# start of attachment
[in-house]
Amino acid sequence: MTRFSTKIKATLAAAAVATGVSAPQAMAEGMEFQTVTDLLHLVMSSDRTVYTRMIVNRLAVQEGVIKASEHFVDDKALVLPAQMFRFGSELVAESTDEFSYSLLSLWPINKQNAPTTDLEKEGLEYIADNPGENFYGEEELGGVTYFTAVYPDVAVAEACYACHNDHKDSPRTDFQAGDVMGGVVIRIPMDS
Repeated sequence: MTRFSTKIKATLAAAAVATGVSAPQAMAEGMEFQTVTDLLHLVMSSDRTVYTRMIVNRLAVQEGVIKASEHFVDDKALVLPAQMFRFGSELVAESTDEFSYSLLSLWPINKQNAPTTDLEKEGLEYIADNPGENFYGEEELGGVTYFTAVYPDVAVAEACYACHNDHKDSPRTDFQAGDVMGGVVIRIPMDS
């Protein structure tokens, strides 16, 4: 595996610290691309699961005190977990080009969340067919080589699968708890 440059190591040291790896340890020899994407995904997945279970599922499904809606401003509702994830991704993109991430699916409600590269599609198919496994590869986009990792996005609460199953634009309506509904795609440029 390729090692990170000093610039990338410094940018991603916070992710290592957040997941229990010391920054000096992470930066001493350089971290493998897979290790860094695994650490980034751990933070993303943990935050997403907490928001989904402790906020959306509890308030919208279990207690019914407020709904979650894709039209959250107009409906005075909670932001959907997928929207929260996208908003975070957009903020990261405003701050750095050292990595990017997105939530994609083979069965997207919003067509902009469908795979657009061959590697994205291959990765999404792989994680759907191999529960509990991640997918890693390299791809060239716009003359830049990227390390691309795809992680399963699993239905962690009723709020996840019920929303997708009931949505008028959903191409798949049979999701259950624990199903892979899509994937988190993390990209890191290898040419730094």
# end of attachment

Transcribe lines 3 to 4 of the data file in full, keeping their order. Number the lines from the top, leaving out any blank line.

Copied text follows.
Repeated sequence: MTRFSTKIKATLAAAAVATGVSAPQAMAEGMEFQTVTDLLHLVMSSDRTVYTRMIVNRLAVQEGVIKASEHFVDDKALVLPAQMFRFGSELVAESTDEFSYSLLSLWPINKQNAPTTDLEKEGLEYIADNPGENFYGEEELGGVTYFTAVYPDVAVAEACYACHNDHKDSPRTDFQAGDVMGGVVIRIPMDS
């Protein structure tokens, strides 16, 4: 595996610290691309699961005190977990080009969340067919080589699968708890 440059190591040291790896340890020899994407995904997945279970599922499904809606401003509702994830991704993109991430699916409600590269599609198919496994590869986009990792996005609460199953634009309506509904795609440029 390729090692990170000093610039990338410094940018991603916070992710290592957040997941229990010391920054000096992470930066001493350089971290493998897979290790860094695994650490980034751990933070993303943990935050997403907490928001989904402790906020959306509890308030919208279990207690019914407020709904979650894709039209959250107009409906005075909670932001959907997928929207929260996208908003975070957009903020990261405003701050750095050292990595990017997105939530994609083979069965997207919003067509902009469908795979657009061959590697994205291959990765999404792989994680759907191999529960509990991640997918890693390299791809060239716009003359830049990227390390691309795809992680399963699993239905962690009723709020996840019920929303997708009931949505008028959903191409798949049979999701259950624990199903892979899509994937988190993390990209890191290898040419730094």